Posted by News Express | 21 July 2017 | 2,218 times
President of the Nigerian Senate, Bukola Saraki, reminds me of the infamous Al Capone. Al Capone was a notorious criminal whose crime was that he went the extra-mile, or better still, made extra-effort in ensuring that Americans had their booze, which the “saints” had prohibited. To Al Capone, it was a simple demand and supply issue. At least, that is how he saw it. But the authorities didn't see it as such. Naturally, there was a deadly confrontation between the bad guy and the puritans. And it wasn't only booze that Al Capone provided the people. Despite the prohibition, he also gave them women, but at a price. The situation was pretty bad for Al Capone, who believed that he was conveniently demonised by the media and law enforcement agencies, because they needed a fall guy.
He believed that they created a larger than life image of him so that they could bring him down and earn promotion, and advance their political career, which was what happened. But Al Capone didn't find it funny. He said: “Every time a boy falls off a tricycle, every time a black cat has gray kittens, every time someone stubs a toe, every time there is a murder or a fire or the Marines land in Nicaragua, the police and the newspapers holler: ‘get Capone’.” A frustrated Al Capone also mockingly declared himself guilty of every death or murder committed in the United States, except for those of the two world wars. He had to make sense of the terrible and incomprehensible situation.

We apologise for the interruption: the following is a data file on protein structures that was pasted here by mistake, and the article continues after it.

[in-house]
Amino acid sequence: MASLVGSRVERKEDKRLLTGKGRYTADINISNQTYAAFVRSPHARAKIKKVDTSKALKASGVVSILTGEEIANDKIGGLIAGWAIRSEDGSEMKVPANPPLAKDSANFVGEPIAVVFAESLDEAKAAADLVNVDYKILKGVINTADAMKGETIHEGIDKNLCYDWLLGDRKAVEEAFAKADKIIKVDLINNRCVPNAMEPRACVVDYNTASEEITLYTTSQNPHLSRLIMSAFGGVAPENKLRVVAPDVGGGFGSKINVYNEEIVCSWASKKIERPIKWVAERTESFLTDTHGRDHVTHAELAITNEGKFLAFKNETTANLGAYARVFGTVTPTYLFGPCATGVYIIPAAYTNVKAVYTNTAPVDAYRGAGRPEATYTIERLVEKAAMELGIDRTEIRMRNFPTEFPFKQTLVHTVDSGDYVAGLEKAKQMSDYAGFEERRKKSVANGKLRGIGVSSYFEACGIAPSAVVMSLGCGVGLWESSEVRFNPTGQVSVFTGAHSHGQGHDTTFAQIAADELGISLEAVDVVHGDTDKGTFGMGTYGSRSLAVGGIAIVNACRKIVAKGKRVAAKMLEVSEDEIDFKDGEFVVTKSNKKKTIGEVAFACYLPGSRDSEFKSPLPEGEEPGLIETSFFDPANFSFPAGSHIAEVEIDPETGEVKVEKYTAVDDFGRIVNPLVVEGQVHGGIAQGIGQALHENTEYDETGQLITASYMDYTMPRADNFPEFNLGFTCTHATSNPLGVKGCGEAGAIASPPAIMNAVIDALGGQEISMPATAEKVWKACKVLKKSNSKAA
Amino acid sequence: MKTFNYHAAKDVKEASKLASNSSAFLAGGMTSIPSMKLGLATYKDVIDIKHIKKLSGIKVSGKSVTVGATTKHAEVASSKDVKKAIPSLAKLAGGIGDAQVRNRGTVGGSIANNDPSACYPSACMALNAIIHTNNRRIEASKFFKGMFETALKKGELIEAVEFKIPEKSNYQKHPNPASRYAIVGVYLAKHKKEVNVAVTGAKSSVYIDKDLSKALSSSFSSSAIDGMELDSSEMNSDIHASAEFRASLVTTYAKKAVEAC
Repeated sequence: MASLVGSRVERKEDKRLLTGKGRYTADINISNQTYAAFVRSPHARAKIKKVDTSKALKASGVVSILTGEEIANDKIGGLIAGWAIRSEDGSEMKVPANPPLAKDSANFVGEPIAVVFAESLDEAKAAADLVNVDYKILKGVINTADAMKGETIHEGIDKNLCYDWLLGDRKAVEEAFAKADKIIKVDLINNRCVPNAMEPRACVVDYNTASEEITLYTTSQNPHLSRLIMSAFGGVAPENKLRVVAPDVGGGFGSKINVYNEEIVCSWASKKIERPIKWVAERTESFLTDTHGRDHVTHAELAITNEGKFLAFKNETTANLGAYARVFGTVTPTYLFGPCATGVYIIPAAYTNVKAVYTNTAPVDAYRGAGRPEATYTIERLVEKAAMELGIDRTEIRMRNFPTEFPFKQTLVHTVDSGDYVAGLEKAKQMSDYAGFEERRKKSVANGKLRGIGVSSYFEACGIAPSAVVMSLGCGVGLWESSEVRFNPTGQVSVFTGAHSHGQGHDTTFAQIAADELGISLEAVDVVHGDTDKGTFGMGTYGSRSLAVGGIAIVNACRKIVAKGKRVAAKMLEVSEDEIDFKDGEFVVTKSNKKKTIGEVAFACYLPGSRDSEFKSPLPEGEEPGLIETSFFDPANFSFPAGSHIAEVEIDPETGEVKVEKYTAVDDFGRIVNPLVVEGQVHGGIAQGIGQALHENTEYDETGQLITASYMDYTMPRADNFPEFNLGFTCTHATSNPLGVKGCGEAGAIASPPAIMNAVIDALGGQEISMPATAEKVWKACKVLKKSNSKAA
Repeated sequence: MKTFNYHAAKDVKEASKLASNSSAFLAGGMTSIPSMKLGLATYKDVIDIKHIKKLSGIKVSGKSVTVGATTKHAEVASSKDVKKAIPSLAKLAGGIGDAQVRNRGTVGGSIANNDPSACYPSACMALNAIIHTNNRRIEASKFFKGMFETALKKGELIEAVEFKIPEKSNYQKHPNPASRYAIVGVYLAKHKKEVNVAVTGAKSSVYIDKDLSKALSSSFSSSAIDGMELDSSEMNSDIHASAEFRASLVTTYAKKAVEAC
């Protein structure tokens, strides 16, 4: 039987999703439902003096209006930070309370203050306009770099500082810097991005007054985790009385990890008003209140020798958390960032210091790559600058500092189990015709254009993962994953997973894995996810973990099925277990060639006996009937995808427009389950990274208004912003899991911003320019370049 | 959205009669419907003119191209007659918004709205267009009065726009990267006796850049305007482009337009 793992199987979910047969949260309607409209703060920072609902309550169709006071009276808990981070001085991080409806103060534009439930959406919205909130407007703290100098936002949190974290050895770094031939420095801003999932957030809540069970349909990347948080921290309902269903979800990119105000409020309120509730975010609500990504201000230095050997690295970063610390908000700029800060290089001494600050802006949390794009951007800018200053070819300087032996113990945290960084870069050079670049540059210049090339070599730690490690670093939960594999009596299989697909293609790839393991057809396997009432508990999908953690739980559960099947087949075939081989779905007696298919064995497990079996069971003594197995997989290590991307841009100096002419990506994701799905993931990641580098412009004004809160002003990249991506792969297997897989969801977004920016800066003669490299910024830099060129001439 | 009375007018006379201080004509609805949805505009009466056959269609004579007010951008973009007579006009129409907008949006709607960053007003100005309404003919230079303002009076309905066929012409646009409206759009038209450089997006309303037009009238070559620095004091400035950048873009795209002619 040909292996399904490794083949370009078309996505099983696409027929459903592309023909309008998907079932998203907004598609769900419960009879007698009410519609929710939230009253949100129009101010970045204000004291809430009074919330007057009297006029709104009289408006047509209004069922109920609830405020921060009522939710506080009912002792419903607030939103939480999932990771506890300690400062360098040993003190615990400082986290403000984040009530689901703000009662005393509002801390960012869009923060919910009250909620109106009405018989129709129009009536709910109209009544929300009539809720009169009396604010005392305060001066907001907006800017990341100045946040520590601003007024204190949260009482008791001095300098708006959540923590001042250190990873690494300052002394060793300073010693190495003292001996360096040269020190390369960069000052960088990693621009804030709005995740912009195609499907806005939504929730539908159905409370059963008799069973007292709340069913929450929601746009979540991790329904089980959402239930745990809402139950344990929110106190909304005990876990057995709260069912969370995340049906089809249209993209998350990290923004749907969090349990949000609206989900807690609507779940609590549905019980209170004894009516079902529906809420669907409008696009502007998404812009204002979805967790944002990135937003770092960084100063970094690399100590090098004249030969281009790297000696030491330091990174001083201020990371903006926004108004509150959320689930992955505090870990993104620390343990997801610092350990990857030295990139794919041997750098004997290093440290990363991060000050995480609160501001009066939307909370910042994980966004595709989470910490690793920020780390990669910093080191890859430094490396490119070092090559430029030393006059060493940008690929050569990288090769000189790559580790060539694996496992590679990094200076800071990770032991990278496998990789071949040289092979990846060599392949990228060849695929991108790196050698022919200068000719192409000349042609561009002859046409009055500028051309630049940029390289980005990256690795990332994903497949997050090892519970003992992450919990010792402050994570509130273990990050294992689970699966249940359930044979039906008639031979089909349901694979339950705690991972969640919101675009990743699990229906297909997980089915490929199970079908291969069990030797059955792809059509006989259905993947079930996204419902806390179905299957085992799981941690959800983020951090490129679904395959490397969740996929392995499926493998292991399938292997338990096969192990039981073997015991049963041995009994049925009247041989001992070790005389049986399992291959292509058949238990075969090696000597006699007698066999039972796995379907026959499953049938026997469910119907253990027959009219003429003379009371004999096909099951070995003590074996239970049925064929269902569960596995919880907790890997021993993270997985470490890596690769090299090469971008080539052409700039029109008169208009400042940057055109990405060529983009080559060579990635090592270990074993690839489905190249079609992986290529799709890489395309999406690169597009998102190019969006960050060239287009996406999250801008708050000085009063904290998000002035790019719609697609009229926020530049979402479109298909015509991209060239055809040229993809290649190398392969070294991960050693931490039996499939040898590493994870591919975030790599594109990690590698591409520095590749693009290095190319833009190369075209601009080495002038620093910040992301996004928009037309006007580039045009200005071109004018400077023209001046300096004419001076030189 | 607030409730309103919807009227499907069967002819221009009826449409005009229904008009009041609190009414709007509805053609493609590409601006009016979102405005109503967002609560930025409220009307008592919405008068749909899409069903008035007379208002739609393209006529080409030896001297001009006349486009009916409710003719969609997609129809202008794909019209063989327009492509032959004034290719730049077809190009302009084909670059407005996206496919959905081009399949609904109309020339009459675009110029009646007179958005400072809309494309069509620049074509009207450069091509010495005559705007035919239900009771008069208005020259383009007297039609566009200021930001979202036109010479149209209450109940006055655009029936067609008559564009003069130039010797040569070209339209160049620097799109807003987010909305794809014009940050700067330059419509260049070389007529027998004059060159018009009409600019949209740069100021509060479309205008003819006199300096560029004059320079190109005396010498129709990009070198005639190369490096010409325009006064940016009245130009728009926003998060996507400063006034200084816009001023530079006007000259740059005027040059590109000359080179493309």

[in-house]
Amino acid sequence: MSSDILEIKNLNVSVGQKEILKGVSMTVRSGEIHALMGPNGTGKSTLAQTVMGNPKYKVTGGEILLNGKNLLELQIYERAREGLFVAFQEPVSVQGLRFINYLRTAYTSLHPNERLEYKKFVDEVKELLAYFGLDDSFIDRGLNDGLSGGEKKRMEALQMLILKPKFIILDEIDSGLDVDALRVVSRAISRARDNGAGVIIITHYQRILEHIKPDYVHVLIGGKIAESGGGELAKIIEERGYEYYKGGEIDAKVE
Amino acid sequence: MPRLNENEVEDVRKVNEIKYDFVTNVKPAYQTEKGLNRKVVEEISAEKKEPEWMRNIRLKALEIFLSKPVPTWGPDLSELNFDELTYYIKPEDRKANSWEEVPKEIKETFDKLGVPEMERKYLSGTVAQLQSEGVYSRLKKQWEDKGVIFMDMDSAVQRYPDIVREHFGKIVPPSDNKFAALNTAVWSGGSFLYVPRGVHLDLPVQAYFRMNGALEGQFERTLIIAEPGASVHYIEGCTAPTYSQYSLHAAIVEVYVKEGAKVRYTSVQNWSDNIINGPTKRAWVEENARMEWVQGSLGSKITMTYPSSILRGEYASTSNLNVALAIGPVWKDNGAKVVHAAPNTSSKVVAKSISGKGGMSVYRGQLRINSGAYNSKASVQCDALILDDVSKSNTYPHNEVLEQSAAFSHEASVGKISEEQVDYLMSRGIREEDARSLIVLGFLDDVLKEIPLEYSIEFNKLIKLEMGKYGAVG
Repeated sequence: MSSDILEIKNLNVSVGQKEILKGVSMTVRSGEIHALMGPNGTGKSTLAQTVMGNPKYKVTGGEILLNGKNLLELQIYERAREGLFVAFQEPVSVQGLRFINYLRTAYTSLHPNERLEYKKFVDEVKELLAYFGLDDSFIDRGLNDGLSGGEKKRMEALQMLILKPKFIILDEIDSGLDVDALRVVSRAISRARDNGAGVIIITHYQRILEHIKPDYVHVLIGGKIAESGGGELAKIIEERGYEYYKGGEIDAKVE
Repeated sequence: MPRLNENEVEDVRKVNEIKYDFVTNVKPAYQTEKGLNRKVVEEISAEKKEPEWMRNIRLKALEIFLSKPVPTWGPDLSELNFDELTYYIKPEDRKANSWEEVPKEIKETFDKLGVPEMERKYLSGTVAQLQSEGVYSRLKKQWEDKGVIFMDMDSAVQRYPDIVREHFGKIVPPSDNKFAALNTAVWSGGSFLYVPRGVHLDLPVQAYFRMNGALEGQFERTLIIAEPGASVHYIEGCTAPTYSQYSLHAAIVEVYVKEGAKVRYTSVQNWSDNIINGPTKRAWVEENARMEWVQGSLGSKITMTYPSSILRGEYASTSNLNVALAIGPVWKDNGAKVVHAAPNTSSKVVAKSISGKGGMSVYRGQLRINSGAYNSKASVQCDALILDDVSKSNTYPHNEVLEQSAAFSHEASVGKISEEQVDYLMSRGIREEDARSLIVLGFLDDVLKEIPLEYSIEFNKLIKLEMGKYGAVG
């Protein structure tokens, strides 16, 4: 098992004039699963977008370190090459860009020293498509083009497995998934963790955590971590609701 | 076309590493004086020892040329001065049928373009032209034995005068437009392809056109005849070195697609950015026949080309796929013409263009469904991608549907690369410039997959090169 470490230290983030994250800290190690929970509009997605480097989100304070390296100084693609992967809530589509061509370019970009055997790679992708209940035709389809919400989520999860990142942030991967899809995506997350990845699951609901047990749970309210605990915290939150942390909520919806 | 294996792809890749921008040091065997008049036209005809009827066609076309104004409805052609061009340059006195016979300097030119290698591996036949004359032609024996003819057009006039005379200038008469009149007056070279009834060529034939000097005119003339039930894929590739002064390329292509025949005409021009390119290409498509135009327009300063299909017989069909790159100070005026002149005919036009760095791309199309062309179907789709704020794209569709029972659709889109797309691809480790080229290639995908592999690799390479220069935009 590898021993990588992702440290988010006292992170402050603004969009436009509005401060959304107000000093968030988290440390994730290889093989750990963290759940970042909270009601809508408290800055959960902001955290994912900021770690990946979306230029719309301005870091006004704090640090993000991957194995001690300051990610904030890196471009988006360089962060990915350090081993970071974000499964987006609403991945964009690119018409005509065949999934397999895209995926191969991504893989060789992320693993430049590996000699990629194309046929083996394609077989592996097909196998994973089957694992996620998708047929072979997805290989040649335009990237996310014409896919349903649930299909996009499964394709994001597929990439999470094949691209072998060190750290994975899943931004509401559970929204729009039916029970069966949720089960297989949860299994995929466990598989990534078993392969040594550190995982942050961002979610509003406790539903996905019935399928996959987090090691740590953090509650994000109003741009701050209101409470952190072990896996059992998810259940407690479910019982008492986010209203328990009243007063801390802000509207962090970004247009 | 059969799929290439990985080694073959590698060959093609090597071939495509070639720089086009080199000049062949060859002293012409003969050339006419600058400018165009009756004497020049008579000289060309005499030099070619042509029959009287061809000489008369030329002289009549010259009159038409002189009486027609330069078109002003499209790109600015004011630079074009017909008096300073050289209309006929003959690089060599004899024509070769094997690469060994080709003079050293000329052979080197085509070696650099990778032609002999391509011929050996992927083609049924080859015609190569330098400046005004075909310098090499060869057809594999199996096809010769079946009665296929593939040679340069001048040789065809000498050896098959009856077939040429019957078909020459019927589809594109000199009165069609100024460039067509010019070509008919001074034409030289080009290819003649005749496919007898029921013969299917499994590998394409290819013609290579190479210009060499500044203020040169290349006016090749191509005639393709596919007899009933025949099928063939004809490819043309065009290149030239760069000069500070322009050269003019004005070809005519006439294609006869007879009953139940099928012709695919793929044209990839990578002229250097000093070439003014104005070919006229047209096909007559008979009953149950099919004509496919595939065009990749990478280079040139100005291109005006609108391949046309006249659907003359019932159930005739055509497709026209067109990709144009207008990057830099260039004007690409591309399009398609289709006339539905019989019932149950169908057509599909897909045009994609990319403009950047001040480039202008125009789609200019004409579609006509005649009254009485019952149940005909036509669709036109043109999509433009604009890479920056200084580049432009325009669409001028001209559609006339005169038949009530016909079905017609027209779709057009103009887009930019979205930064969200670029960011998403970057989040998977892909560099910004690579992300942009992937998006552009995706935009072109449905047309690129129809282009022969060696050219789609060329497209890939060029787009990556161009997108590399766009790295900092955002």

Saraki, like Al Capone, has been accused of every imaginable crime – plundering the resources of Kwara State, benefitting from the Paris Fund refund, running his family’s Societe General Bank aground, etc. Some uncharitable opponents hold him responsible for the death of his father. His political opponents have successfully woven around him the toga of a desperate politician who can go to any length to achieve his ambitions. Though never convicted of any crime by any competent court, Saraki would live with that burden of being perceived as a very bad guy, like Donald Trump would say. And he must take blame for lacking a functional media or investing in one. My ‘political opponent’, Yusuph Olaniyonu, his Special Adviser, is definitely overwhelmed defending his boss, who reminds me of ‘Soapy Willie’ in One Week, One Trouble, by Anezi Okoro. Hardly a week passes that Saraki, like soapy Willie, doesn't run into a storm - true or false, real or imagined. But Olaniyonu must find that time to articulate some of the great efforts of Saraki.
Saraki, like Al Capone, would in quiet moments laugh at all the high crimes attributed to him and, probably conclude, like Al Capone, that he is responsible for all the ills bedevilling Nigeria and, maybe, vacate the Senate presidency, so Nigeria will get everything right. But considering all he has gone through, it is doubtful if Saraki would abandon his ultimate goal – the presidency of Nigeria, the goal of his opponents. The difference today is that like a gold fish, he longer has any hiding place. He is not going to take them unawares again, and so he will know no respite.